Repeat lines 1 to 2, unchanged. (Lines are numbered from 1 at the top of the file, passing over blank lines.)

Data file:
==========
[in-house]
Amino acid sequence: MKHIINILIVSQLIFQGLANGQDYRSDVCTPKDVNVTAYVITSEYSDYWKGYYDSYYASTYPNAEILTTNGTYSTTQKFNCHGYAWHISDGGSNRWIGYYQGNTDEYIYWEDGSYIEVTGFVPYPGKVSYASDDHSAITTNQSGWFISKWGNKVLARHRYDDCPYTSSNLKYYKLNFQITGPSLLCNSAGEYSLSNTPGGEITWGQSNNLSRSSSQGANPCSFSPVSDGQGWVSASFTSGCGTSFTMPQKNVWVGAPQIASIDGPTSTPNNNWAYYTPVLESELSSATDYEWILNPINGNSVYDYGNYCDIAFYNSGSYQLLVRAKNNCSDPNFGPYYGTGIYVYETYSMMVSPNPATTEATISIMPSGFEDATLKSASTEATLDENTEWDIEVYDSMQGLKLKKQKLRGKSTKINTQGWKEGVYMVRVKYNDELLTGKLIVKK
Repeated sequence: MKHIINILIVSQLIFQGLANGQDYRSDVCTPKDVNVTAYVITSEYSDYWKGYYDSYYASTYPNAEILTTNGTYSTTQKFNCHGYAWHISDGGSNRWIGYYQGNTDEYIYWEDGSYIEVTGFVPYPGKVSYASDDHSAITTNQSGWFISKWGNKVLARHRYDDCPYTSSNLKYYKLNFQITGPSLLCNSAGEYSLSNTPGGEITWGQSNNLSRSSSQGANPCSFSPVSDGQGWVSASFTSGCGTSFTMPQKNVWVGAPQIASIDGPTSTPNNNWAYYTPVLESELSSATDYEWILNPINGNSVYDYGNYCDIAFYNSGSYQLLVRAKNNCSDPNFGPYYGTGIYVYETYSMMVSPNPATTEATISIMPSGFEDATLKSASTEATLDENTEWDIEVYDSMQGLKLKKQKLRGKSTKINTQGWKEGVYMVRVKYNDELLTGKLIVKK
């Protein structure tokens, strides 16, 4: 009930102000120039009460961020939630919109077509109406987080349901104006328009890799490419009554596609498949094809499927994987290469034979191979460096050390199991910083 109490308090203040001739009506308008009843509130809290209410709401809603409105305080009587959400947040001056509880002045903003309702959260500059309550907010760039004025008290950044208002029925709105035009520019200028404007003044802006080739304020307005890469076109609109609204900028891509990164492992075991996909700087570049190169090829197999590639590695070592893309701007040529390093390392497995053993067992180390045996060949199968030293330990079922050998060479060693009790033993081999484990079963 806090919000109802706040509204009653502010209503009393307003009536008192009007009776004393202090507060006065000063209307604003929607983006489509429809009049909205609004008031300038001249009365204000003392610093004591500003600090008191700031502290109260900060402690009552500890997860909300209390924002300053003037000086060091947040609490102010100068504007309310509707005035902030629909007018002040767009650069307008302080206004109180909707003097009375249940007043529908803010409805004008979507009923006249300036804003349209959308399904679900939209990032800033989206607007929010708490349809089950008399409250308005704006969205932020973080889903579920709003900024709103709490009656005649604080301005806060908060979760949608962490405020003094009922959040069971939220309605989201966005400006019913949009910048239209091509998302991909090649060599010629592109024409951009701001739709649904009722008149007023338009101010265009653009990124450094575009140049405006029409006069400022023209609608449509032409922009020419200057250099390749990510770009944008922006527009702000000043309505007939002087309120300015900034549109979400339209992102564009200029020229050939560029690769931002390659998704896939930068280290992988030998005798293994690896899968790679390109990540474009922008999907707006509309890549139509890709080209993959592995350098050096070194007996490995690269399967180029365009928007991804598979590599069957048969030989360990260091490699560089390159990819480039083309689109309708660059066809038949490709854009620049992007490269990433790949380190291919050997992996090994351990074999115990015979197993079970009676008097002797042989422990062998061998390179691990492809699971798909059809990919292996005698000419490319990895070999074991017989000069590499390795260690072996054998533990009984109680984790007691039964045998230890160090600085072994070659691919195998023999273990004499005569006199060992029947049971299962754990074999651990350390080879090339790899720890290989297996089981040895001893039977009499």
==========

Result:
[in-house]
Amino acid sequence: MKHIINILIVSQLIFQGLANGQDYRSDVCTPKDVNVTAYVITSEYSDYWKGYYDSYYASTYPNAEILTTNGTYSTTQKFNCHGYAWHISDGGSNRWIGYYQGNTDEYIYWEDGSYIEVTGFVPYPGKVSYASDDHSAITTNQSGWFISKWGNKVLARHRYDDCPYTSSNLKYYKLNFQITGPSLLCNSAGEYSLSNTPGGEITWGQSNNLSRSSSQGANPCSFSPVSDGQGWVSASFTSGCGTSFTMPQKNVWVGAPQIASIDGPTSTPNNNWAYYTPVLESELSSATDYEWILNPINGNSVYDYGNYCDIAFYNSGSYQLLVRAKNNCSDPNFGPYYGTGIYVYETYSMMVSPNPATTEATISIMPSGFEDATLKSASTEATLDENTEWDIEVYDSMQGLKLKKQKLRGKSTKINTQGWKEGVYMVRVKYNDELLTGKLIVKK